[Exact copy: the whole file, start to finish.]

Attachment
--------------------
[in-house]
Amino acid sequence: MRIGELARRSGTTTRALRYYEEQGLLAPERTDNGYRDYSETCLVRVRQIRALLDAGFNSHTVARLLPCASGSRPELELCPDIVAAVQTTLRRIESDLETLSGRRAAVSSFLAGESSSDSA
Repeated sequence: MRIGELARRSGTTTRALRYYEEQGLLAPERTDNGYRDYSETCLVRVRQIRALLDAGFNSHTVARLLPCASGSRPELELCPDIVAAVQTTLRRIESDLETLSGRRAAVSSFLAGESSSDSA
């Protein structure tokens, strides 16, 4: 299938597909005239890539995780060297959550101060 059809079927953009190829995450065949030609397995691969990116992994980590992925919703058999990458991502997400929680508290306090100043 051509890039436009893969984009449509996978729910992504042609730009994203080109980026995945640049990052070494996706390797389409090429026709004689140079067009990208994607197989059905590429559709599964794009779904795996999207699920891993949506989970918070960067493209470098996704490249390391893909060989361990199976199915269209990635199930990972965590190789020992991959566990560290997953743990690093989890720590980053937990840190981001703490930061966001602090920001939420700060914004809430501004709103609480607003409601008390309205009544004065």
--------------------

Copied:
[in-house]
Amino acid sequence: MRIGELARRSGTTTRALRYYEEQGLLAPERTDNGYRDYSETCLVRVRQIRALLDAGFNSHTVARLLPCASGSRPELELCPDIVAAVQTTLRRIESDLETLSGRRAAVSSFLAGESSSDSA
Repeated sequence: MRIGELARRSGTTTRALRYYEEQGLLAPERTDNGYRDYSETCLVRVRQIRALLDAGFNSHTVARLLPCASGSRPELELCPDIVAAVQTTLRRIESDLETLSGRRAAVSSFLAGESSSDSA
């Protein structure tokens, strides 16, 4: 299938597909005239890539995780060297959550101060 059809079927953009190829995450065949030609397995691969990116992994980590992925919703058999990458991502997400929680508290306090100043 051509890039436009893969984009449509996978729910992504042609730009994203080109980026995945640049990052070494996706390797389409090429026709004689140079067009990208994607197989059905590429559709599964794009779904795996999207699920891993949506989970918070960067493209470098996704490249390391893909060989361990199976199915269209990635199930990972965590190789020992991959566990560290997953743990690093989890720590980053937990840190981001703490930061966001602090920001939420700060914004809430501004709103609480607003409601008390309205009544004065």